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Discussion Starter #1
Anybody know the amp rating of the stock alternator?

I can't seem to find the info.

Trying to see of the 2.0t sonata, or genesis sedan alternator is a viable upgrade.
 

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OK here are the results:

So Raz has given you the spec for what you have. 2.0 110 amps.


I framed my question to My H dude if a 2013 and up 3.8 could substitute a 3.8 alternator from a Genesis sedan 3.8.


Ratings:

Gencoupe 3.8 130 amps.

Genesis sedan 3.8 150 amps

Both alternators have the same bolt pattern to the block.

****The difference is in the connector pins. The alternator itself has the female side cast in to the housing.
Gencoupes have an oblong/oval-ish connector with 3 pins. Wire side is male from harness

Genesis sedans have a squarish cast 4 pin female connector. Wire side is male 4 pin.


He also said it would/could cause major isssues with the CANBUS system. Car and sensors are programmed to see certain voltage/amp ranges.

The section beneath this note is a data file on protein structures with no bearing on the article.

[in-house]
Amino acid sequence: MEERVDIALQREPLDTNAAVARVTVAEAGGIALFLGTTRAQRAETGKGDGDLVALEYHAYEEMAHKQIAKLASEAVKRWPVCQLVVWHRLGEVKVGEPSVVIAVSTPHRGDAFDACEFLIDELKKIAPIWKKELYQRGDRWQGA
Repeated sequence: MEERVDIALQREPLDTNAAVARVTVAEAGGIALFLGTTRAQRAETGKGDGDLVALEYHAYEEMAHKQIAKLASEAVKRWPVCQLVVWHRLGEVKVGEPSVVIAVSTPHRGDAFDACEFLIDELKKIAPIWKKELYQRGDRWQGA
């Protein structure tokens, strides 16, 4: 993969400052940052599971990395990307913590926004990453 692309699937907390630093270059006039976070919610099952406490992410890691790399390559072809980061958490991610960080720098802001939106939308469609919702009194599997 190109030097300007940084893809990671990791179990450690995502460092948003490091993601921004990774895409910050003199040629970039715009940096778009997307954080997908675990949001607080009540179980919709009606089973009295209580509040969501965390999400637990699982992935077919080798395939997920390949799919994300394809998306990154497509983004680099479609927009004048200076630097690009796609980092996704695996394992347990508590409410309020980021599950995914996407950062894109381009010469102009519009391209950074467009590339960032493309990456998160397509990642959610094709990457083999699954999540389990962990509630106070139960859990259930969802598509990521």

That also doesnt take into account changing/mating the harness inputs.

He gets it, but said dont do it.

Since the Sonata turbo is an I4, it would probably be more suited, but you will still run into the same issues I believe.
 

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Premium Member
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Discussion Starter #6
OK here are the results:

So Raz has given you the spec for what you have. 2.0 110 amps.


I framed my question to My H dude if a 2013 and up 3.8 could substitute a 3.8 alternator from a Genesis sedan 3.8.


Ratings:

Gencoupe 3.8 130 amps.

Genesis sedan 3.8 150 amps

Both alternators have the same bolt pattern to the block.

****The difference is in the connector pins. The alternator itself has the female side cast in to the housing.
Gencoupes have an oblong/oval-ish connector with 3 pins. Wire side is male from harness

Genesis sedans have a squarish cast 4 pin female connector. Wire side is male 4 pin.


He also said it would/could cause major isssues with the CANBUS system. Car and sensors are programmed to see certain voltage/amp ranges.
That also doesnt take into account changing/mating the harness inputs.

He gets it, but said dont do it.

Since the Sonata turbo is an I4, it would probably be more suited, but you will still run into the same issues I believe.
I noticed that when I was looking a reference photos on ebay.

Guess I'll just borrow some time and someone's lathe and broach some splines to make an slightly undersized pulley.